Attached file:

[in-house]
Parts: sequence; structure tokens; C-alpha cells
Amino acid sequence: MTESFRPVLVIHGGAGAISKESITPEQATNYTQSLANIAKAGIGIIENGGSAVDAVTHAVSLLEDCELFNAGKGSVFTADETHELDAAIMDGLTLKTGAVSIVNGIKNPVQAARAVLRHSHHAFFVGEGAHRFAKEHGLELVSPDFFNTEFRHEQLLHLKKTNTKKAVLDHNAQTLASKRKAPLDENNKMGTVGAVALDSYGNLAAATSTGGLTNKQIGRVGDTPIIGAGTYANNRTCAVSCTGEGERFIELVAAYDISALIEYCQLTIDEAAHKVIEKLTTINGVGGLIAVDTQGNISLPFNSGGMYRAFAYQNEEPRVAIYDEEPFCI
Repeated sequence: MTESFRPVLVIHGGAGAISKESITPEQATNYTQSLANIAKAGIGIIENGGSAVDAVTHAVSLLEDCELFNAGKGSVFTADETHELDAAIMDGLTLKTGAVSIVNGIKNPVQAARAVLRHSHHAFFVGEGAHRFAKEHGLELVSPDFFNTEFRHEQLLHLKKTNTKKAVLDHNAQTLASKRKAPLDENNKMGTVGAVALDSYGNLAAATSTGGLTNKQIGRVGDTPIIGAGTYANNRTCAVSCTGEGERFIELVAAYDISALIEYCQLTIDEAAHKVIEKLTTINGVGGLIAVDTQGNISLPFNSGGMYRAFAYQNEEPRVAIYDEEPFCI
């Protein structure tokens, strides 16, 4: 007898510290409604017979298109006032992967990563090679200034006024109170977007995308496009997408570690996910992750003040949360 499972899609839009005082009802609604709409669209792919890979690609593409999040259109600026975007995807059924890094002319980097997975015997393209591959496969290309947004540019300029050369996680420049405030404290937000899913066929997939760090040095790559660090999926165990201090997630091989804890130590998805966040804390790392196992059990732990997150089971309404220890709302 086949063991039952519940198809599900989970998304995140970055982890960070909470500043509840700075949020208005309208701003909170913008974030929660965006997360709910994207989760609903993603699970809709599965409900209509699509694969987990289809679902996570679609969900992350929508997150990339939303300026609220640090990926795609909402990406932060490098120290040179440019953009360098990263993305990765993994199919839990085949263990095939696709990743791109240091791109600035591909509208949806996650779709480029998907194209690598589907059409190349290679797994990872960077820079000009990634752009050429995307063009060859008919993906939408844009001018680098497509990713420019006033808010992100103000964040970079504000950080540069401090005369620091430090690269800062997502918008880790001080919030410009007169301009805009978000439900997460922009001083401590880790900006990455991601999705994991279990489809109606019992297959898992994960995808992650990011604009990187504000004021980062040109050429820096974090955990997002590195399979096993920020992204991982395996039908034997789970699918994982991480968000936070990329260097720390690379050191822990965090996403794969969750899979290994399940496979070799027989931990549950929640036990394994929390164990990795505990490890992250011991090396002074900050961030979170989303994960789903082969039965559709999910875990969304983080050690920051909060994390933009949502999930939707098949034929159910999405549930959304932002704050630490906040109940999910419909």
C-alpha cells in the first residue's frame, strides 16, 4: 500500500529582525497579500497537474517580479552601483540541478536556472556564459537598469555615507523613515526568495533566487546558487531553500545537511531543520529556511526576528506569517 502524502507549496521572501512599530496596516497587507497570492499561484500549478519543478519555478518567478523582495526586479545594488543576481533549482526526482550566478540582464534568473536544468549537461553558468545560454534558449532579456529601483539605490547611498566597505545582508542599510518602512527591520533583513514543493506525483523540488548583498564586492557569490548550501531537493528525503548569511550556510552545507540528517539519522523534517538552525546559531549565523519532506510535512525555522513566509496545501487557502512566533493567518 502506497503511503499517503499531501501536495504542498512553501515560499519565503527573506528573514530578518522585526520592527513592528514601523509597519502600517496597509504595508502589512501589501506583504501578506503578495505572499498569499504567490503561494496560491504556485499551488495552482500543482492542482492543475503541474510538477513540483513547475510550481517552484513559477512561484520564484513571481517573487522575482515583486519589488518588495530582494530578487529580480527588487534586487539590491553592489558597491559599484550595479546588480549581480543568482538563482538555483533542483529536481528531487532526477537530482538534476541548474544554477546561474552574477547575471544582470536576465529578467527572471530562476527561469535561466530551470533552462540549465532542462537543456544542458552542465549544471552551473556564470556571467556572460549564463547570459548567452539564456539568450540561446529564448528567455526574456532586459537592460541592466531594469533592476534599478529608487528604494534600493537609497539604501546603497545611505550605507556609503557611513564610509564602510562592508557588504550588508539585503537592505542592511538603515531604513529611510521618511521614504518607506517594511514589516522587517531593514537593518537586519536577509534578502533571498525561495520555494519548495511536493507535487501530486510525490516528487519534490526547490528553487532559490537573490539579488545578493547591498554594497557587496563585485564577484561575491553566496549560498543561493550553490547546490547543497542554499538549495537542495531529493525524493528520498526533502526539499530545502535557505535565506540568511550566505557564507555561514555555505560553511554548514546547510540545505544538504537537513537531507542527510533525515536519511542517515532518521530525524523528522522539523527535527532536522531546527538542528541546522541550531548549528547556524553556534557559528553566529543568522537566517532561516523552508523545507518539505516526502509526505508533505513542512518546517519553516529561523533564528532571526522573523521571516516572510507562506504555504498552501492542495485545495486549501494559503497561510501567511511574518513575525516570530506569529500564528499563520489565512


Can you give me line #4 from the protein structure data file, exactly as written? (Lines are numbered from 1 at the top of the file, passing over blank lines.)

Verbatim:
Repeated sequence: MTESFRPVLVIHGGAGAISKESITPEQATNYTQSLANIAKAGIGIIENGGSAVDAVTHAVSLLEDCELFNAGKGSVFTADETHELDAAIMDGLTLKTGAVSIVNGIKNPVQAARAVLRHSHHAFFVGEGAHRFAKEHGLELVSPDFFNTEFRHEQLLHLKKTNTKKAVLDHNAQTLASKRKAPLDENNKMGTVGAVALDSYGNLAAATSTGGLTNKQIGRVGDTPIIGAGTYANNRTCAVSCTGEGERFIELVAAYDISALIEYCQLTIDEAAHKVIEKLTTINGVGGLIAVDTQGNISLPFNSGGMYRAFAYQNEEPRVAIYDEEPFCI